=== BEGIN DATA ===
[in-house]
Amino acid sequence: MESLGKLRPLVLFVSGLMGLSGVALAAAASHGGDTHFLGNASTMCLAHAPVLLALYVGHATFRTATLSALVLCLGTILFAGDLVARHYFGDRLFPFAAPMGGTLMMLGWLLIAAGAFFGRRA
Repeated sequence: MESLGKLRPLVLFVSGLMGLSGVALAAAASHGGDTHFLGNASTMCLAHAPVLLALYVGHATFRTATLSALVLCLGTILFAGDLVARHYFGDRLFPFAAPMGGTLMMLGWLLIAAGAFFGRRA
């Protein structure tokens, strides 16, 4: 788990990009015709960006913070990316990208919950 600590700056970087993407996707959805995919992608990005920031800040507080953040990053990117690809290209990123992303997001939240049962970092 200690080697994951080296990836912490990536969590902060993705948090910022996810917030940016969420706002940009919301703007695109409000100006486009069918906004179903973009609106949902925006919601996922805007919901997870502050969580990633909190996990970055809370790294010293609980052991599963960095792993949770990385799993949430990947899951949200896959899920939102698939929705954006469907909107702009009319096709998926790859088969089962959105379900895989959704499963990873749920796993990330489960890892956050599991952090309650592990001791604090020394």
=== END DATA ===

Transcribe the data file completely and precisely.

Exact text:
[in-house]
Amino acid sequence: MESLGKLRPLVLFVSGLMGLSGVALAAAASHGGDTHFLGNASTMCLAHAPVLLALYVGHATFRTATLSALVLCLGTILFAGDLVARHYFGDRLFPFAAPMGGTLMMLGWLLIAAGAFFGRRA
Repeated sequence: MESLGKLRPLVLFVSGLMGLSGVALAAAASHGGDTHFLGNASTMCLAHAPVLLALYVGHATFRTATLSALVLCLGTILFAGDLVARHYFGDRLFPFAAPMGGTLMMLGWLLIAAGAFFGRRA
């Protein structure tokens, strides 16, 4: 788990990009015709960006913070990316990208919950 600590700056970087993407996707959805995919992608990005920031800040507080953040990053990117690809290209990123992303997001939240049962970092 200690080697994951080296990836912490990536969590902060993705948090910022996810917030940016969420706002940009919301703007695109409000100006486009069918906004179903973009609106949902925006919601996922805007919901997870502050969580990633909190996990970055809370790294010293609980052991599963960095792993949770990385799993949430990947899951949200896959899920939102698939929705954006469907909107702009009319096709998926790859088969089962959105379900895989959704499963990873749920796993990330489960890892956050599991952090309650592990001791604090020394």